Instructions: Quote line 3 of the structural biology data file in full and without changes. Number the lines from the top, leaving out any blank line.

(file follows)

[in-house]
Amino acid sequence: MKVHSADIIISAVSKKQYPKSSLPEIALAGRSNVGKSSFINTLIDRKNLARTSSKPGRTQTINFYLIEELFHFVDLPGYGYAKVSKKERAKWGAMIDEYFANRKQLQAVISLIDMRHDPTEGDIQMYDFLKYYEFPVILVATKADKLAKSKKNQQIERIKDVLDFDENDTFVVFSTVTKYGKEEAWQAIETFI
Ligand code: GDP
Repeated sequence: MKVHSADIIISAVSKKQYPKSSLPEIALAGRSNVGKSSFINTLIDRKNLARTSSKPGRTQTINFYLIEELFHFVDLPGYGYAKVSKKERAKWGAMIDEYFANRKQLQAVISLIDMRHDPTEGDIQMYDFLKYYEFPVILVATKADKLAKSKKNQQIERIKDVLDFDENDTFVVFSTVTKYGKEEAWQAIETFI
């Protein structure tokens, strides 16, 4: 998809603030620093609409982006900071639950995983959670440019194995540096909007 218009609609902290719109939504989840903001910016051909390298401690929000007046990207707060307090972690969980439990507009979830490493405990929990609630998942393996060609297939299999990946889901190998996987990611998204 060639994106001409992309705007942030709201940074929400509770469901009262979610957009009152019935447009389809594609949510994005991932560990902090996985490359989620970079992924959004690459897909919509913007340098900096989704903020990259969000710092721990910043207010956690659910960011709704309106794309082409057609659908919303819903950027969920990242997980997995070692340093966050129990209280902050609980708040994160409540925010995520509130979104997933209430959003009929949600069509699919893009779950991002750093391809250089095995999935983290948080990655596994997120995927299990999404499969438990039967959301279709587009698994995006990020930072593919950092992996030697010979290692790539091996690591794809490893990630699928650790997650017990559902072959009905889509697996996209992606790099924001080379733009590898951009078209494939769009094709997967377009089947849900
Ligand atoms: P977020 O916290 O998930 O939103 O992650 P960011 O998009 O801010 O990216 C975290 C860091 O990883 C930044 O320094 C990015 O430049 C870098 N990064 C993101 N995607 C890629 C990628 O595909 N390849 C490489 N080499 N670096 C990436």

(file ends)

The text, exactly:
Ligand code: GDP